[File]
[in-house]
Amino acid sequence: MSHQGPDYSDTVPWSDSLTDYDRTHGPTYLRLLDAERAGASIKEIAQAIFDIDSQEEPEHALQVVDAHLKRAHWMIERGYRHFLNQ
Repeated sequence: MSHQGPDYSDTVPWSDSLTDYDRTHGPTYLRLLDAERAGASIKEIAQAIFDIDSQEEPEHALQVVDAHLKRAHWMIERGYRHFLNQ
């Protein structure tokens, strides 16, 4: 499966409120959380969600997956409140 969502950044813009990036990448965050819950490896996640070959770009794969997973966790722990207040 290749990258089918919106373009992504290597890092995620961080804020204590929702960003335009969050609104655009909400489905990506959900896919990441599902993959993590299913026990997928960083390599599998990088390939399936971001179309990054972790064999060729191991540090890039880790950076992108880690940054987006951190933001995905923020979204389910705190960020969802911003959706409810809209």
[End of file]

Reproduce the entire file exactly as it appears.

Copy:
[in-house]
Amino acid sequence: MSHQGPDYSDTVPWSDSLTDYDRTHGPTYLRLLDAERAGASIKEIAQAIFDIDSQEEPEHALQVVDAHLKRAHWMIERGYRHFLNQ
Repeated sequence: MSHQGPDYSDTVPWSDSLTDYDRTHGPTYLRLLDAERAGASIKEIAQAIFDIDSQEEPEHALQVVDAHLKRAHWMIERGYRHFLNQ
């Protein structure tokens, strides 16, 4: 499966409120959380969600997956409140 969502950044813009990036990448965050819950490896996640070959770009794969997973966790722990207040 290749990258089918919106373009992504290597890092995620961080804020204590929702960003335009969050609104655009909400489905990506959900896919990441599902993959993590299913026990997928960083390599599998990088390939399936971001179309990054972790064999060729191991540090890039880790950076992108880690940054987006951190933001995905923020979204389910705190960020969802911003959706409810809209």